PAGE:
As clashes increased following the death of Burhan Wani, a war of words also broke out between India and Pakistan, with the former reiterating its accusation that the Pakistani army provides support to pro-separatist armed militants. Within a month or so the war of words had escalated into firing bullets and shells at each other across the Line of Control. Infiltration and attacks by armed militants, which India accuses Pakistan of supporting, also increased.
In mid-September 2016, militants attacked an army base at Uri, killing 19 Indian soldiers – the army’s worst loss of life for 14 years. This provoked outrage across India and at the end of that month India retaliated with what it called “surgical strikes” against militant camps on the Pakistani side of the Line of Control, killing at least a dozen. Pakistan has disputed that the strikes even happened. On 7 October, the Indian army reported that it had killed seven armed militants who had attempted unsuccessfully to enter a military encampment in Kupwara District.
There were growing fears of a major escalation in conflict between the two countries. India has reportedly moved thousands of civilians from the border areas and has strengthened its fortifications. Pakistan’s defence minister said that his country’s nuclear weapons were “not just showpieces”. A senior BJP figure said that India will no longer responded proportionately to attacks, saying “for one tooth, the complete jaw”. Some Indian commentators have speculated that there could be another ‘Mumbai-style’ attack deep inside India by armed militants.
Meanwhile, Prime Minister Modi called Pakistan the “mother ship of terrorism” and declined to attend a regional summit that was due to be held in Islamabad. The summit was eventually cancelled. He sought to mobilise other countries behind India’s stance, trying to get a sympathetic statement from the other members of the BRICS (Brazil, Russia, India, China, South Africa) group at its summit last year. Pakistan engaged in its own diplomatic lobbying – for example, sending parliamentarians to the UN, European Parliament and foreign capitals in the hope of persuading other governments to exert more pressure on India.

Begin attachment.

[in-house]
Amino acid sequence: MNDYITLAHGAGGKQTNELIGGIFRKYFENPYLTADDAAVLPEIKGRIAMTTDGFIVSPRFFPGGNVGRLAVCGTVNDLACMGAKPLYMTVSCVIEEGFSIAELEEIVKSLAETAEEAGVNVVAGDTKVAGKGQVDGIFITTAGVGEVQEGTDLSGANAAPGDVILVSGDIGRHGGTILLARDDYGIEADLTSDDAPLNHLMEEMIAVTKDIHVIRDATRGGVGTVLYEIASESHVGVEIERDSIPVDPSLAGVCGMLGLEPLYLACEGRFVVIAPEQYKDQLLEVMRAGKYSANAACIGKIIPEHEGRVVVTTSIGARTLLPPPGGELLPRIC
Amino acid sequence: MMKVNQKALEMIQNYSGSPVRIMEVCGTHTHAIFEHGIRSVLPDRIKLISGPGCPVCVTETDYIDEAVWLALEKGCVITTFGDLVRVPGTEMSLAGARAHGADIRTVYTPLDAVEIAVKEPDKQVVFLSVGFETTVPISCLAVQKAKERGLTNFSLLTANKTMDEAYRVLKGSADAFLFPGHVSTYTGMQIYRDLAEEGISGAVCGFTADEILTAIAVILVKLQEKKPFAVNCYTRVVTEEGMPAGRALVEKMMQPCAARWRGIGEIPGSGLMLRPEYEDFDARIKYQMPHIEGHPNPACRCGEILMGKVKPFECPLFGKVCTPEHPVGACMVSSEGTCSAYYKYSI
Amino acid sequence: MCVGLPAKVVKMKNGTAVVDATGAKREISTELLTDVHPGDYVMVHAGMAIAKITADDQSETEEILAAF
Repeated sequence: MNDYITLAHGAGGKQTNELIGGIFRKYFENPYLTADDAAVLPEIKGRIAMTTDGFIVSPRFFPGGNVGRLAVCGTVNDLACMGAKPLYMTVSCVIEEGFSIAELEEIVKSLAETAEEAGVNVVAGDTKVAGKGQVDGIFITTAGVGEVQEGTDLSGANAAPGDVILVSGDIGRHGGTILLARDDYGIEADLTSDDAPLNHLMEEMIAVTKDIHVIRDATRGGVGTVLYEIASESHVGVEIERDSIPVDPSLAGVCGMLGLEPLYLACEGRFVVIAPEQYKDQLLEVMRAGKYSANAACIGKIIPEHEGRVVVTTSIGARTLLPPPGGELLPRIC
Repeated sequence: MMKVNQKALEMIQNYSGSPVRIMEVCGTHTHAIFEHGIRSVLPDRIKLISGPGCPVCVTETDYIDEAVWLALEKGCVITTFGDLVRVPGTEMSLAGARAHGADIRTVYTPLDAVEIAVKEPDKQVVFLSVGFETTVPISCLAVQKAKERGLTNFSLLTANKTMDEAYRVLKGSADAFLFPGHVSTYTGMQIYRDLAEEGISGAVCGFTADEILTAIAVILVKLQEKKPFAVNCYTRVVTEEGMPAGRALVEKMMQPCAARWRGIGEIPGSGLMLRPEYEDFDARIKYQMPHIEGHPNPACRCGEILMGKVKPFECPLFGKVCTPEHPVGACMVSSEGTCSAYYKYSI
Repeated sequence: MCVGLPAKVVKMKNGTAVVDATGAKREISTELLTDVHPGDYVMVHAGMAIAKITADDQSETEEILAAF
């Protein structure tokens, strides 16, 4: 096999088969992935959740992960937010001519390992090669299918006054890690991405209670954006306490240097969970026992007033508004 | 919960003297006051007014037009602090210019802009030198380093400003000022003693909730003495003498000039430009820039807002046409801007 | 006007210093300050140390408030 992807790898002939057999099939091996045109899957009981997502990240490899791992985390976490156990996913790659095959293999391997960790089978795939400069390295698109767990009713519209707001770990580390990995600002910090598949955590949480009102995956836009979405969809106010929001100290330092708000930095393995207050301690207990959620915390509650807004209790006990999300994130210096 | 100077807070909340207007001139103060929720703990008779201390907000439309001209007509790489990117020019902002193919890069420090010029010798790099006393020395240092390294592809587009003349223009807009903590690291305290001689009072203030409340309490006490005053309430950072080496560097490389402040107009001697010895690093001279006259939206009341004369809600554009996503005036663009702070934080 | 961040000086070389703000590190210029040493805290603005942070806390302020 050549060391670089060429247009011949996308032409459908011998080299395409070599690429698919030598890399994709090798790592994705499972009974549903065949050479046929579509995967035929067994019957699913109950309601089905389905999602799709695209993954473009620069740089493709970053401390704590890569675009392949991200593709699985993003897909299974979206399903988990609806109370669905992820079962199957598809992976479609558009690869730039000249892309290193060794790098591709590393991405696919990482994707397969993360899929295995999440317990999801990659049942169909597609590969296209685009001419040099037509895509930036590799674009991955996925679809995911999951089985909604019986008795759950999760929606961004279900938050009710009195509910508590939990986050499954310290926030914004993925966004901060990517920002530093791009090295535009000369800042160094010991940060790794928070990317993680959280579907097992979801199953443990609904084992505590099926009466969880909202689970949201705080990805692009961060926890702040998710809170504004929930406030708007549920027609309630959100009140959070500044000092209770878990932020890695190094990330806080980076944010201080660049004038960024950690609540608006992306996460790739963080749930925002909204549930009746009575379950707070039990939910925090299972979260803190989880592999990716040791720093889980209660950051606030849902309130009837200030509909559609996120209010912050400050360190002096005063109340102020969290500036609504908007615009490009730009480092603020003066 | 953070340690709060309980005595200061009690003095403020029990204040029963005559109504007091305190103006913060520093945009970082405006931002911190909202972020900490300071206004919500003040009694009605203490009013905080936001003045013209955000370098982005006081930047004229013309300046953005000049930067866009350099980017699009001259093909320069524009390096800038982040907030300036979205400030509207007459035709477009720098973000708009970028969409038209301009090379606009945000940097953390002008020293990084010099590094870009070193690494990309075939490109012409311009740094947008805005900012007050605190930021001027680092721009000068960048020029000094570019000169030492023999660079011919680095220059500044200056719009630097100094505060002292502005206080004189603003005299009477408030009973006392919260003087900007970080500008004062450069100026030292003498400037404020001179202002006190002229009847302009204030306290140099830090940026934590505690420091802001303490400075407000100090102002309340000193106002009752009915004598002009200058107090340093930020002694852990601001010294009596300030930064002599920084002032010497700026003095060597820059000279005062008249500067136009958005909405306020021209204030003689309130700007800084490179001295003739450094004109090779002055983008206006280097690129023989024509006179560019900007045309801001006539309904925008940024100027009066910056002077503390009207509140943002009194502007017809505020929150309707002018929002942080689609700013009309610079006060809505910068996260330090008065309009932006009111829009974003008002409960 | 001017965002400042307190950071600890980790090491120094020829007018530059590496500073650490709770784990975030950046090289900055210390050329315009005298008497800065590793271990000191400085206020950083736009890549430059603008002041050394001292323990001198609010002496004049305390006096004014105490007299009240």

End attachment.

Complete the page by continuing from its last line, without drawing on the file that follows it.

In recent weeks, the biggest killer of Indian soldiers along the Line of Control has probably been avalanches. The total death toll by this means reached 20 soldiers by the end of January. But clashes between the Indian security forces and armed militants have continued. On 4 February, the Indian army reported that it had killed two armed militants who had been planning an attack in Srinagar. On 12 February there was a gun battle between security forces and militants in which at least eight people died – four militants, two soldiers and two civilians. There were more clashes on 14 February, in which at least three soldiers and four armed militants were reportedly killed. Both India and Pakistan continue to accuse the other of firing across the Line of Control.On 14 February, four Pakistani soldiers were reportedly killed by their Indian counterparts following an exchange of fire.